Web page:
Project description:The present study investigated gender differences in both emotional experience and expressivity. Heart rate (HR) was recorded as an indicator of emotional experience while the participants watched 16 video clips that induced eight types of emotion (sadness, anger, horror, disgust, neutrality, amusement, surprise, and pleasure). We also asked the participants to report valence, arousal, and motivation as indicators of emotional expressivity. Overall, the results revealed gender differences in emotional experience and emotional expressivity. When watching videos that induced anger, amusement, and pleasure, men showed larger decreases in HR, whereas women reported higher levels of arousal. There was no gender difference in HR when the participants watched videos that induced horror and disgust, but women reported lower valence, higher arousal, and stronger avoidance motivation than did men. Finally, no gender difference was observed in sadness or surprise, although there was one exception-women reported higher arousal when watching videos that induced sadness. The findings suggest that, when watching videos that induce an emotional response, men often have more intense emotional experiences, whereas women have higher emotional expressivity, particularly for negative emotions. In addition, gender differences depend on the specific emotion type but not the valence.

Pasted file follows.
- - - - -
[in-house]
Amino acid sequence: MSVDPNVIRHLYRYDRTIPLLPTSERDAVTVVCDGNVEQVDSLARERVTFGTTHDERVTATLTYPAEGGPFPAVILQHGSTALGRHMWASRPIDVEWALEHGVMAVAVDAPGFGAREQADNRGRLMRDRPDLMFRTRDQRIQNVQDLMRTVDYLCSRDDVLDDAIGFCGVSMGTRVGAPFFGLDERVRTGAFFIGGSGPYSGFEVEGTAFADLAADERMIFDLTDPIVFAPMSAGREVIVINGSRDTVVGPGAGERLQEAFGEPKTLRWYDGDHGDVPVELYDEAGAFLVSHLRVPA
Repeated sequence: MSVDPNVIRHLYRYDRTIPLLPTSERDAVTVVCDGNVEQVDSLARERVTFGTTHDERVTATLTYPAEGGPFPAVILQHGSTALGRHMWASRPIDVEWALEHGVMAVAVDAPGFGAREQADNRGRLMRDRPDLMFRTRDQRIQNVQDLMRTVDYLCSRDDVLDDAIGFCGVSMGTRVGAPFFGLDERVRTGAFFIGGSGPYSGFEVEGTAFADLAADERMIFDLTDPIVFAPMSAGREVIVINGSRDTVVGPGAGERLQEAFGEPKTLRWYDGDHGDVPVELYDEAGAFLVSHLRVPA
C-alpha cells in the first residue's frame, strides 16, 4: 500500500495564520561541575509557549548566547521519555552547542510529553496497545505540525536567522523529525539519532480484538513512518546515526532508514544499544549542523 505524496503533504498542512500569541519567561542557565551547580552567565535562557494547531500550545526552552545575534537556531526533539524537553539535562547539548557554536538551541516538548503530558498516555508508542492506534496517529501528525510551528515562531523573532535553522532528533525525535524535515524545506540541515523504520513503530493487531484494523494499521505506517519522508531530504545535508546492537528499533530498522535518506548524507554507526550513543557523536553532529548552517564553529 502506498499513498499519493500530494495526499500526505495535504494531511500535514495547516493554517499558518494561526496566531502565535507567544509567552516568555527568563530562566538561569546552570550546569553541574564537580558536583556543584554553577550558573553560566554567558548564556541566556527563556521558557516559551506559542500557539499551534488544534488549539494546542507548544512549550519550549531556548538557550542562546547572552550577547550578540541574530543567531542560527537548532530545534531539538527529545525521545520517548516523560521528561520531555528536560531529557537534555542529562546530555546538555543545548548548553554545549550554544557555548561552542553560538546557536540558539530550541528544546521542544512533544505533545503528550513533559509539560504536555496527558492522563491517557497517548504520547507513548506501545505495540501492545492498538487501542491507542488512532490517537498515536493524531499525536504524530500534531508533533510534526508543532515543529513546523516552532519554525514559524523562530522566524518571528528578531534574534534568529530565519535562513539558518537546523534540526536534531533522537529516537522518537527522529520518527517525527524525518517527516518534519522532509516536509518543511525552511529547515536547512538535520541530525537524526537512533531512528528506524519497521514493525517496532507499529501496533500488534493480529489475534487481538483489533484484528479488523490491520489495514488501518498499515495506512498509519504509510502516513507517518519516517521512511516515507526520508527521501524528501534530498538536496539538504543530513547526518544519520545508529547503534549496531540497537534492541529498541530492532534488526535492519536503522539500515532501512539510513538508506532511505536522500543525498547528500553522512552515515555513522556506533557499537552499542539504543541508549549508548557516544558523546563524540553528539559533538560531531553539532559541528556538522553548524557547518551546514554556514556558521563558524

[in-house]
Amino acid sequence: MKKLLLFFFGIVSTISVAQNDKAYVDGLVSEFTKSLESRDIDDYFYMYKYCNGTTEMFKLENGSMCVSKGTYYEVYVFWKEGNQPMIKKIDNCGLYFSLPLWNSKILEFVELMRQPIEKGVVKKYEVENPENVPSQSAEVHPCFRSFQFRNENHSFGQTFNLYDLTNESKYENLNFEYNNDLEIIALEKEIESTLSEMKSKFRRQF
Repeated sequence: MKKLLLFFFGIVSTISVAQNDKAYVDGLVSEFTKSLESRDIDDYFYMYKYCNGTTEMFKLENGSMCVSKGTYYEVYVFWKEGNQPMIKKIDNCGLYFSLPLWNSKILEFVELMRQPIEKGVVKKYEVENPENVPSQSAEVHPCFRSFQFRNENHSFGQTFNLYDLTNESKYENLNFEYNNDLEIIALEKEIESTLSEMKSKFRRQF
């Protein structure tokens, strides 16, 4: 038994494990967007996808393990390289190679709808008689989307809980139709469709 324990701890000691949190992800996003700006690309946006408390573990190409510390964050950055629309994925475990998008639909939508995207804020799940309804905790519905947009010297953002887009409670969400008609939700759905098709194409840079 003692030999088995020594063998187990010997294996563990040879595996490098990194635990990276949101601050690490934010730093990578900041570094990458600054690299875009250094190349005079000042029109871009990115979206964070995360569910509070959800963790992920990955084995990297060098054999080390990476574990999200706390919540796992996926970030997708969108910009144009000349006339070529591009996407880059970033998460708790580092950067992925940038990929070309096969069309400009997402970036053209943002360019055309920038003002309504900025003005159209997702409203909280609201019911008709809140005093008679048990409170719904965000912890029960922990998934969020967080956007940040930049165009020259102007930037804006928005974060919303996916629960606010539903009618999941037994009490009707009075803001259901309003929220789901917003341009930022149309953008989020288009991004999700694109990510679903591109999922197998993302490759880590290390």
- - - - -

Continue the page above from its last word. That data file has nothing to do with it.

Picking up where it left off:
Project description:In recent decades, social scientists have shown that the reliability of eyewitness identifications is much worse than laypersons tend to believe. Although courts have only recently begun to react to this evidence, the New Jersey judiciary has reformed its jury instructions to notify jurors about the frailties of human memory, the potential for lineup administrators to nudge witnesses towards suspects that they police have already identified, and the advantages of alternative lineup procedures, including blinding of the administrator. This experiment tested the efficacy of New Jersey's jury instruction. In a 2×2 between-subjects design, mock jurors (N = 335) watched a 35-minute murder trial, wherein identification quality was either "weak" or "strong" and either the New Jersey or a "standard" instruction was delivered. Jurors were more than twice as likely to convict when the standard instruction was used (OR = 2.55; 95% CI = 1.37-4.89, p < 0.001). The New Jersey instruction, however, did not improve juror's ability to discern quality; rather, jurors receiving those instructions indiscriminatingly discounted "weak" and "strong" testimony in equal measure.